There was once a time when stores closed on Sundays. “Blue laws” once deterred shopaholics and workaholics. Now those days are far-gone. Ask anyone, any day, how they are doing, and the likely response is, “Busy.” If they continue, expected phrases include “running” and “not enough hours in the day.” If they further continue, what they are really listing is reasons they are so important.
You may respond that way if you choose, but do so knowing it is an unchristian response.
Time is a gift from God. There is plenty of it. Any statement to the contrary is unchristian.
We can steward time if we choose. We can order it in ancient, sacred, structured ways if we choose. Usually, however, we adopt overwork as normal instead of sinful.
Why are we so busy? What are we hiding from? Are we afraid of God? Are we afraid of each other? Are we afraid of ourselves? Do we even know who we are when we aren’t doing what we do?
Saint Benedict ruled that the life of a Christian should be divided approximately equally between work, study, prayer, and rest. Take a moment to make a pie chart below with your average actual use of 24 hours in those four categories.
Most who would probably never kill, commit adultery, or maliciously lie, have no problem blowing off God’s commandment for sabbath.
Sabbath is the Hebrew word for ‘cease.’ It is a holy time for rest and worship, for ceasing what you usually do. It’s a day when your “To Do” list has everything checked off.
The goal of human life is not productivity, but eternity. (That is why the unborn and elderly are so often mistreated–we don’t value people who are unproductive.)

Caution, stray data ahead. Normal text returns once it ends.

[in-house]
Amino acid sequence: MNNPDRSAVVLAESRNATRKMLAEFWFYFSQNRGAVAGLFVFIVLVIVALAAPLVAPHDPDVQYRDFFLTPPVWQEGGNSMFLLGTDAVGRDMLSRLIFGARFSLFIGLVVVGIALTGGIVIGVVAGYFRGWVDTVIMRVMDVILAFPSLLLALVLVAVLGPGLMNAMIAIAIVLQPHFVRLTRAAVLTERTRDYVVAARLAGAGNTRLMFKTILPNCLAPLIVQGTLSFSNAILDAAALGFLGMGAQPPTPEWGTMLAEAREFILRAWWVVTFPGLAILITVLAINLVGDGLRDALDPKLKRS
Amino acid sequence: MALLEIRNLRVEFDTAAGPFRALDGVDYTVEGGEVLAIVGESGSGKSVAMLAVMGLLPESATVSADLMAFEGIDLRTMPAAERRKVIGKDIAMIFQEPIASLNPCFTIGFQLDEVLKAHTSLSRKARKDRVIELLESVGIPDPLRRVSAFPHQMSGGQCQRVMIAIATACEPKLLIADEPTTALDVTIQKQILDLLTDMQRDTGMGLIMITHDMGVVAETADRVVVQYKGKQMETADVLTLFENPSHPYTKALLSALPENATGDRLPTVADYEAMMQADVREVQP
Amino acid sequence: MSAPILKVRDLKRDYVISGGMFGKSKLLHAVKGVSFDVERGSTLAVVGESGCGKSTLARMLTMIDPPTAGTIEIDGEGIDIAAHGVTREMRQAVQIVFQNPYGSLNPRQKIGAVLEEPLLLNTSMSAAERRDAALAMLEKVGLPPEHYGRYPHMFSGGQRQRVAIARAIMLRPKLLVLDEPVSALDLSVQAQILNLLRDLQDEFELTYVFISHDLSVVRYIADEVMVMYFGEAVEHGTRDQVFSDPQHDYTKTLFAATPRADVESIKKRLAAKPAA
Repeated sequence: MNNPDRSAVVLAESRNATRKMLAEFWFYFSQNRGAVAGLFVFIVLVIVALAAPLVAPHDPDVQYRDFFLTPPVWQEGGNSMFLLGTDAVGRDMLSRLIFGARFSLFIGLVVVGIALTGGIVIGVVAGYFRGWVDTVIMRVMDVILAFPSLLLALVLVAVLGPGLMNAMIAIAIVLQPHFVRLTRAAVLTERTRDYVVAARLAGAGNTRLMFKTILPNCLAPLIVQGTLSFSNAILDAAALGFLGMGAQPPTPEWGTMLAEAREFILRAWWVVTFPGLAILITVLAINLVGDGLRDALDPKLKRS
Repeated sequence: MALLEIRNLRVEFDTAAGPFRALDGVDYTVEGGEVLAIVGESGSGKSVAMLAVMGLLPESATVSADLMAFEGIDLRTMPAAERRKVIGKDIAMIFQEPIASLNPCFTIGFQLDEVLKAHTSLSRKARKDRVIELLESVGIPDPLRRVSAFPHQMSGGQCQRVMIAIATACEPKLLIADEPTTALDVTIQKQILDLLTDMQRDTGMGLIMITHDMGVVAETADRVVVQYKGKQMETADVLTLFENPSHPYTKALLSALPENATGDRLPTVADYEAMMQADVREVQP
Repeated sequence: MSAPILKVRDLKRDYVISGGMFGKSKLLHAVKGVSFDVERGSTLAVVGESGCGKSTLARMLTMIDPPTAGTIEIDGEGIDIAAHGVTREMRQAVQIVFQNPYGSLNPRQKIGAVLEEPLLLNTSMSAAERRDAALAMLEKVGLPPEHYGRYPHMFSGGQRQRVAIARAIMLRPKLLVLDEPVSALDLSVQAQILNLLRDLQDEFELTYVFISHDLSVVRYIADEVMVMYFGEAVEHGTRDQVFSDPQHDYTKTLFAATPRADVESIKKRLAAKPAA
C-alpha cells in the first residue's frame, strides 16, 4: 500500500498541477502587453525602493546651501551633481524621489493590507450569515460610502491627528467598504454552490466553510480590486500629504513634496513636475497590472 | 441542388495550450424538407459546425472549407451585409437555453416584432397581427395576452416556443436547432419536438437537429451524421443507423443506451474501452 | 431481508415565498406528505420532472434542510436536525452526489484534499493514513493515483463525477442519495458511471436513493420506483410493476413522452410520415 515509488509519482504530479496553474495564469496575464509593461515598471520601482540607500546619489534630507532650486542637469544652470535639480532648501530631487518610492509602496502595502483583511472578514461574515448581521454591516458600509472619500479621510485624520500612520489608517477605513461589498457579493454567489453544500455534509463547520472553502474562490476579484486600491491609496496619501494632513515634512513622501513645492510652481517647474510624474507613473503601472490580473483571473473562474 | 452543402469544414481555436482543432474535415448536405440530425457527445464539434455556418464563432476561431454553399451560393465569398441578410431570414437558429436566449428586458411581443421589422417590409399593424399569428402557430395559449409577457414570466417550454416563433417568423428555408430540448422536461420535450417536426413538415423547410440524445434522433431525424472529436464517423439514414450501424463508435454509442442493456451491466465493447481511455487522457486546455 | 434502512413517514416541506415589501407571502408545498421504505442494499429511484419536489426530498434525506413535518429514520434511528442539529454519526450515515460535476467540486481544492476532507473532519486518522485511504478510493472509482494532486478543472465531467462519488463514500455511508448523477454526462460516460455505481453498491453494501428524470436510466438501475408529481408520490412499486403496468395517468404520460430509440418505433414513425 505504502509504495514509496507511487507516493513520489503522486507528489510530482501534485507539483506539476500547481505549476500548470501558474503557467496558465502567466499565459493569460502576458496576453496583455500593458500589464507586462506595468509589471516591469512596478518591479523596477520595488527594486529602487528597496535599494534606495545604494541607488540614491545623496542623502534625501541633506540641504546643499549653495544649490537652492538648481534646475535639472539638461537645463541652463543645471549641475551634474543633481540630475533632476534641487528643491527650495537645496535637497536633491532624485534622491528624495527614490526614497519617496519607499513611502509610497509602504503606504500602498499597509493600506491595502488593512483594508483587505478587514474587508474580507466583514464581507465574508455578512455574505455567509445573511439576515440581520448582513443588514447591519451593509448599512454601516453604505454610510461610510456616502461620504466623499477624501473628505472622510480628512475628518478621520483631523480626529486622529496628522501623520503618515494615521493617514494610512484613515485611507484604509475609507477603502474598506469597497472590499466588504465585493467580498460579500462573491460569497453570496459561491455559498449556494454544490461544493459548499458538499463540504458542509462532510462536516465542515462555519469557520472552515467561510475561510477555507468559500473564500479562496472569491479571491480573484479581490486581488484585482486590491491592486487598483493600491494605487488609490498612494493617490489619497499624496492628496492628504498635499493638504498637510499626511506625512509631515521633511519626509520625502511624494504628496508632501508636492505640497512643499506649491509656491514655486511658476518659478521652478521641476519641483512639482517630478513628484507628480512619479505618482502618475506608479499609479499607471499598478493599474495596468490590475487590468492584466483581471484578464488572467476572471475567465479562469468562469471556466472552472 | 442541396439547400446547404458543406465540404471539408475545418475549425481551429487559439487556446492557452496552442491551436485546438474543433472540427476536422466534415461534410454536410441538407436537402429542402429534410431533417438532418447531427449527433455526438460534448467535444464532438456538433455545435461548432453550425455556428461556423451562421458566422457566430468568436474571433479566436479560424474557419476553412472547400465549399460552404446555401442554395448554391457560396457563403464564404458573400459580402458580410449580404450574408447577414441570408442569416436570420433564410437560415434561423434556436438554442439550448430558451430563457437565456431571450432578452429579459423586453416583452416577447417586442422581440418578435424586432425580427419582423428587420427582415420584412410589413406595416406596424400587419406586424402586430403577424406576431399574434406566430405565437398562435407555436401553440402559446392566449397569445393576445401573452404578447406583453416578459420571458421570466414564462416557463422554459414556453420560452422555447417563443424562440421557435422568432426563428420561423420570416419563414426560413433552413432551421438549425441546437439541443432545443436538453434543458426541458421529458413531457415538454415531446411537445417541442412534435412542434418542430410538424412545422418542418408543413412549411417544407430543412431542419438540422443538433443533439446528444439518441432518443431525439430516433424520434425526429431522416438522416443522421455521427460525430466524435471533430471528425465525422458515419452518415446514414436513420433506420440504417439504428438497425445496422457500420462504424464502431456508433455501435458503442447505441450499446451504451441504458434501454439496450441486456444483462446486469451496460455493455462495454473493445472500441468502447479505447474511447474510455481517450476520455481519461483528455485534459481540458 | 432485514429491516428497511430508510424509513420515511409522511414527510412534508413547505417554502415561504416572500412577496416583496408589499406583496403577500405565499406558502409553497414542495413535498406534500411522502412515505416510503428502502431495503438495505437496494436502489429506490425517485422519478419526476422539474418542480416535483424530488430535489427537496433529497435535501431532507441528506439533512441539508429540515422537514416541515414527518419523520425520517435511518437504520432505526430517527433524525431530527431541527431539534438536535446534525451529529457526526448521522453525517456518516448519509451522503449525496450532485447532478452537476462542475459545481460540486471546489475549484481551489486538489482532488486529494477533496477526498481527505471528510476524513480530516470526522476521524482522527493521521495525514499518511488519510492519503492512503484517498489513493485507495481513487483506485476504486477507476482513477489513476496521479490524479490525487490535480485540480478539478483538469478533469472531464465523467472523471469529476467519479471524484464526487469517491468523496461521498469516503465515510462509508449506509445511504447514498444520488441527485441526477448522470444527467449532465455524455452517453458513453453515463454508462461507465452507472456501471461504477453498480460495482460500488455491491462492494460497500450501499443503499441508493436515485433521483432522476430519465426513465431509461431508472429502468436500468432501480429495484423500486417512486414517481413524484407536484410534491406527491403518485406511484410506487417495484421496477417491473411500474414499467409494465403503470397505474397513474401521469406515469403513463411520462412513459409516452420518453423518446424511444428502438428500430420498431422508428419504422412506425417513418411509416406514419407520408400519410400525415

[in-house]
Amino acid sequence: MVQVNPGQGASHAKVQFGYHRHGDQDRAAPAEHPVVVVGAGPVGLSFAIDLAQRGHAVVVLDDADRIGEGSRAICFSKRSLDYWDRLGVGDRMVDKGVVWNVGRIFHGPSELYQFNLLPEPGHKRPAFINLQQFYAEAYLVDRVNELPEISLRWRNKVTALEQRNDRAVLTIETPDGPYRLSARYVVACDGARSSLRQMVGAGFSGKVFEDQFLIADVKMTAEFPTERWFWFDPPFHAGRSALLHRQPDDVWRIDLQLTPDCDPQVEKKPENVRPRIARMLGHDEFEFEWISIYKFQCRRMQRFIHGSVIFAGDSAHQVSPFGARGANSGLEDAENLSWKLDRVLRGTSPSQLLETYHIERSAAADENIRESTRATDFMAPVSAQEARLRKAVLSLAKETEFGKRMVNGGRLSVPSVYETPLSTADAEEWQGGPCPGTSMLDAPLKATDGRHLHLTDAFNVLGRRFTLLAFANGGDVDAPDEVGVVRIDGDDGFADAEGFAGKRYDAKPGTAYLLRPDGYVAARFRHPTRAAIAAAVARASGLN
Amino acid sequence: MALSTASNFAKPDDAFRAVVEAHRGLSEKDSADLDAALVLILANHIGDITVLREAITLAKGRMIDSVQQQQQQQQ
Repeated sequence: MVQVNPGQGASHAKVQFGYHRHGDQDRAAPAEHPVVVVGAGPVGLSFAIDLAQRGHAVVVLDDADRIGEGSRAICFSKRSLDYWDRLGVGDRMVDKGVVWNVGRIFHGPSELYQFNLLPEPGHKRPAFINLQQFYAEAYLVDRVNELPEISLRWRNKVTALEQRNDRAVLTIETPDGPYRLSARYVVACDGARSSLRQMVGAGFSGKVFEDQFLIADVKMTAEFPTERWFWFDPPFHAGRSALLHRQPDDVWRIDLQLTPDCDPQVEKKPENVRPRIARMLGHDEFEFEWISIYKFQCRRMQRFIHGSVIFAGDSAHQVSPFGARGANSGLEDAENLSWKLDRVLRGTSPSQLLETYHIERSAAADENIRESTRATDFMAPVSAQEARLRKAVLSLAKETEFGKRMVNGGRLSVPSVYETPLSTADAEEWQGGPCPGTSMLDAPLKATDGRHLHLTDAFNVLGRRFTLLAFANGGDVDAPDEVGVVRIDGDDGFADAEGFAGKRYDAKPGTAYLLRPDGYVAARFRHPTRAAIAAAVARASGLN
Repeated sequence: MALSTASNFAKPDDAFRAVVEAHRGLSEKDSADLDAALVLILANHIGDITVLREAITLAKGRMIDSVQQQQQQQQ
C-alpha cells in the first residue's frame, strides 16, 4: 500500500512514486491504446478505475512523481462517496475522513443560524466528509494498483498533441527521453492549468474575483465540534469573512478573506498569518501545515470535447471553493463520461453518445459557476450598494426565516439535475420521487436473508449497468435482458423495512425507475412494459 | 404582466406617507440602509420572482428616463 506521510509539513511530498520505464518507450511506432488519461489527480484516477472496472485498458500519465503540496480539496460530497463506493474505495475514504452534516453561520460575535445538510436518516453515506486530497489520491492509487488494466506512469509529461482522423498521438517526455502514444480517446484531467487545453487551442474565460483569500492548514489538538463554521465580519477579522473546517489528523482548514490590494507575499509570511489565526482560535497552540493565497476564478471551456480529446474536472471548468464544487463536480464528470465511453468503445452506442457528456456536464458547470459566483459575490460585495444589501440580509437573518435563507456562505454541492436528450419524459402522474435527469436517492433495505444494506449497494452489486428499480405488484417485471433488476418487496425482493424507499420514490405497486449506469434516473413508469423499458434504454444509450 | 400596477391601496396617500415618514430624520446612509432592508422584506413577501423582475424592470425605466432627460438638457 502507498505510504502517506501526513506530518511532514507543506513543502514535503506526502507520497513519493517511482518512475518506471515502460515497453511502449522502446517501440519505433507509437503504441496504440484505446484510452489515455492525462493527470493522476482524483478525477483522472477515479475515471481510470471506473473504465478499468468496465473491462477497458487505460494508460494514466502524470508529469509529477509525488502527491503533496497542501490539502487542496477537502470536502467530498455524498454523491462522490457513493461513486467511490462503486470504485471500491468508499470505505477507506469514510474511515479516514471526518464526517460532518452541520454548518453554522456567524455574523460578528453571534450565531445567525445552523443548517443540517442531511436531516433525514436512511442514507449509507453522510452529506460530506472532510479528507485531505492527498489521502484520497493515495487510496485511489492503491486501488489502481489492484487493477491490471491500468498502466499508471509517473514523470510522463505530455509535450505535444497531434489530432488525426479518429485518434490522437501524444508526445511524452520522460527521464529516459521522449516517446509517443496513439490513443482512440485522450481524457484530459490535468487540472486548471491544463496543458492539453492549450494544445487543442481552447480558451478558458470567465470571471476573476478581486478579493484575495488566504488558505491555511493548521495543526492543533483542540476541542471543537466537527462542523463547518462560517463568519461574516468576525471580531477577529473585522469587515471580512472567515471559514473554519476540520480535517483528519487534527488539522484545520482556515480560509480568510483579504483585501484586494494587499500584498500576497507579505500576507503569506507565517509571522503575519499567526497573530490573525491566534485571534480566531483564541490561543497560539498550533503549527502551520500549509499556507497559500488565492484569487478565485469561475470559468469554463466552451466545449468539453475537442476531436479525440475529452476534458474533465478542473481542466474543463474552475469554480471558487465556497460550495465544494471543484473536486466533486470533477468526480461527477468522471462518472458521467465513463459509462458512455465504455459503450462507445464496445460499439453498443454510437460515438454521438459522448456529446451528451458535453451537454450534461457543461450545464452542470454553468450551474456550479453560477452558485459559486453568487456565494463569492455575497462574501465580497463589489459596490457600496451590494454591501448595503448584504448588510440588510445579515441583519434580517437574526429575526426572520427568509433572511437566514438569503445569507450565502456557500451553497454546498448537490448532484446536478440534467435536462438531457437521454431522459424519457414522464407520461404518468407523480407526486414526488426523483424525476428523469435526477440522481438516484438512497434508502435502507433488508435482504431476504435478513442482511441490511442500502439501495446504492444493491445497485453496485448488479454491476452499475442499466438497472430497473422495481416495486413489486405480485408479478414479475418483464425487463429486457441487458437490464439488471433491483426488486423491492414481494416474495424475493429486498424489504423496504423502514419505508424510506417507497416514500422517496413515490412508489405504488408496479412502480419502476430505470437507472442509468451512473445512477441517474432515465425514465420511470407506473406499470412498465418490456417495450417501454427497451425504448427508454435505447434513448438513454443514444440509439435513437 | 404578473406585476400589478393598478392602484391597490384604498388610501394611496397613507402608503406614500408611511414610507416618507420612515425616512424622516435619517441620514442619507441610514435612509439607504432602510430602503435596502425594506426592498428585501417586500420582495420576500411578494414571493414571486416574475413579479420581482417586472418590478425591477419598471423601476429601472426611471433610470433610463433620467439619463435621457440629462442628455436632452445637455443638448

God wants to receive from you 1/10 of your money and give to you 1/7 of your time.
A sabbath day should look like what you think of when you hear the word ‘holidays’ (originally “holy days”): going to church, enjoying a meal together, sitting around with family or friends.
The good news is: change happens. The way it is doesn’t have to be the way it is forever. You have nothing to be afraid of. Believe it or not, but you can stop working, and the world does not fall apart. God, not you, keeps the world spinning.
I challenge you to take next Sunday as a sabbath. Prepare for worship (don’t be up too late Saturday; don’t rush in late at 80 mph). Go to church. Rest with God and His people. Worship what deserves to be worshiped, and remove from the center of your heart that which doesn’t belong there. Then let the laundry sit, the grass grow. Sit. Wander. Stretch. Talk. Pray. Porch. Breathe deep. Sip a cup. Call a friend. Read your Bible. Then read this aloud: I’m not indispensible to anyone. Nothing I can do gives me my value. I do good things as a thankful response to the overwhelming blessings I have been given, but they are a response, not my value. My value comes from God who says, “I am His child, His beloved.”
Thus says the LORD GOD, “If you refrain from trampling the sabbath, from pursuing your own interests on my holy day; if you call the sabbath a delight and the holy day of the LORD honorable; if you honor it, not going your own ways, serving your own interests, or pursuing your own affairs; then you shall take delight in the LORD, and I will make you ride upon the heights of the earth” (Isaiah 58:13- 14a).
Does your 24 hours include even one solitary hour for prayer? for Bible study?
The LORD says, “Remember the sabbath day, and keep it holy” (Exodus 20:8).
Jesus says, “Come to me, all you who are weary and burdened, and I will give you rest” (Matthew 11:28).